US Secretary of Energy Jennifer Granholm and other political leaders offered their insights into microgrids and the ongoing energy revolution last week during a virtual forum on resilience with CNN host Fareed Zakaria.
While the discussion touched on several energy issues, Zakaria repeatedly questioned several of the panelists about microgrids, asking about the role they can play in averting the kind of outages created by the California wildfires, February’s deep freeze in Texas and other examples of what he called “global weirding.”
“I think it is one component and an important component to have that kind of redundancy,” Granholm said. “Microgrids — that’s a technology that is available.”
She added that microgrids make particular sense for places such as Texas because it is walled off electrically from the rest of the country and California where wildfire related power outages leave swaths of the state in the dark.
How to capture a $23 trillion market
But Granholm said that she sees microgrids as only one component of a bigger plan by the Biden administration to strengthen energy infrastructure, achieve climate goals and capture clean energy jobs, a theme she repeated several times as she pitched the Biden administration’s American Jobs Plan.
Granholm described the US as being at “a critical juncture … of both crisis and opportunity. The climate crisis is certainly lapping at our shores and threatening our economy and harming our most vulnerable communities,” she said. “But on the flip side, the opportunity is that this global market for clean technologies is going to create a $23 trillion market by the end of this decade — $23 trillion. And this administration wants America to corner that market.”
As part of the plan, the Biden administration wants to add 500,000 new electric vehicle charging stations — which will place new demand on the grid and offer another good reason to buttress the macro grid, according to Granholm.
“We need to add capacity. We need to add resiliency and we need to make sure it happens, which is why the president has called for a major investment,” Granholm said. The investment could also include “the microgrids that you are talking about,” she told Zakaria. “I think microgrids need to happen, but [they’re] not sufficient in and of themselves.”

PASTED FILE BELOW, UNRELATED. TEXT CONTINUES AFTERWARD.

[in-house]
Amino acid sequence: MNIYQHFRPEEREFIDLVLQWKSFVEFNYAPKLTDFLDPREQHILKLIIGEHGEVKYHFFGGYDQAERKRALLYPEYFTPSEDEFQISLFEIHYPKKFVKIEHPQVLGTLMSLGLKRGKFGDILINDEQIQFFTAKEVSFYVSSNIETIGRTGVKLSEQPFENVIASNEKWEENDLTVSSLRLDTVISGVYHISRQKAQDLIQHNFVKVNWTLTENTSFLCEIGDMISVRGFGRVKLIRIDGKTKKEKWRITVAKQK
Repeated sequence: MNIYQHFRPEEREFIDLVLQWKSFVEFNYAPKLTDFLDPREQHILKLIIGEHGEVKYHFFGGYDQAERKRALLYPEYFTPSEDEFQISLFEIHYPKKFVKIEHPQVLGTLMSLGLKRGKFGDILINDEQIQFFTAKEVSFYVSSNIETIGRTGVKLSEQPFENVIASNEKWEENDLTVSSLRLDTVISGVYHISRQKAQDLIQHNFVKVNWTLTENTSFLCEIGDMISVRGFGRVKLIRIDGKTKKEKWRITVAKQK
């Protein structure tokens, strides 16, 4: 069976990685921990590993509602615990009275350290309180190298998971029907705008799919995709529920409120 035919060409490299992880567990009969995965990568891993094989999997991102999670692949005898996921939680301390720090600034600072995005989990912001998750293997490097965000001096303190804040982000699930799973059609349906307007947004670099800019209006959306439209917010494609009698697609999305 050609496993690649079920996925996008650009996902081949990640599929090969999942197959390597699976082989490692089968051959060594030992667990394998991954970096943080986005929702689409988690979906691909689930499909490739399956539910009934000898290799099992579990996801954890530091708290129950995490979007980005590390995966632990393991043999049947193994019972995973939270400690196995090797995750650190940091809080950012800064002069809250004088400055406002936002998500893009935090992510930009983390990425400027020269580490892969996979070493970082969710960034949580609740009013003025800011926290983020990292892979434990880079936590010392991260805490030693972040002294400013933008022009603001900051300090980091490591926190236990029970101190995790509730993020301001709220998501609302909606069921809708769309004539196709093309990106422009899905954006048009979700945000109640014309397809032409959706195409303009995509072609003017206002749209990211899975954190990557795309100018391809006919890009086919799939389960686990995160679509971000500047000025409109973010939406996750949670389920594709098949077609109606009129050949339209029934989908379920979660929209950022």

In all, the Biden administration wants to invest $100 billion to revamp the entire US electric grid, she said.
“Over the past few months, the Department of Energy has been moving at lightning speed to mobilize over one and a half billion dollars for research and development and clean energy deployment. But that one and a half billion that has been released for these kinds of technologies since I’ve been in office, that’s just a down payment for what is to come,” Granholm said
Others who spoke at the forum were US Sen. Chris Coons (Delaware); US Rep. Jimmy Panetta (California); Luke Bronin, mayor of Hartford, Connecticut; Cindy Chavez, a county supervisor for Santa Clara, California; Adrian Garcia, a county supervisor for Harris County, Texas; Lynn Good, president and CEO of Duke Energy; and KR Sridhar, founder, chairman and CEO of Bloom Energy, which hosted the online forum.
Is this India?
Zakaria asked another panelist, Rep. Panetta, about how to maintain resilience, noting: “I hear about rolling blackouts in California. I have to confess the last time I heard about rolling blackouts was when I was a kid in India. And I thought I was leaving what was then one of the poorest countries for the richest country in the world. And here I am, with rolling blackouts all over again.”
Panetta said it begins with preventing wildfires by clearing dry brush and hiring more forest service workers. But he added that it “also comes down to the question that you posed to Secretary Granholm — and that’s looking at microgrids.”
He described a town in Salinas Valley, California, that now has a microgrid after a three-day outage caused by a utility shutoff of the one transmission line to the town.
Panetta wants to see microgrids made available not only for larger entities, such as communities and hospitals, but also for homes.
To that end, Panetta has introduced a bill, the Microgrid Act, into Congress that would provide a 30% federal tax credit for microgrids.
“Obviously in order to prevent that type of blackout, whether caused by mother nature [or] being caused by man, there’s gotta be a way to be more sufficient and more resilient. And that’s why it’s important to have microgrids,” Panetta said.
Bronin, the mayor of Hartford, Connecticut, described a microgrid the city installed with Bloom Energy technology and state support in a neighborhood with a median income of only $28,000/annually. The microgrid directly serves a library, a senior center, a neighborhood school, a community center and also has the capacity to support a nearby gas station and a grocery store during a power outage.
When asked by Zakaria how Duke Energy plans to avoid the kind of outages that Texas saw, the company’s CEO, Lynn Good, said there is never one solution.
She described vegetation and flood management, visibility into circuits, and better insight and communication on the bulk power system. “And we do believe there will be applications for microgrids where we believe that it’s the best situation versus working with the bulk power system.”
Track news about the politics of microgrids. Subscribe to the free Microgrid Knowledge Newsletter.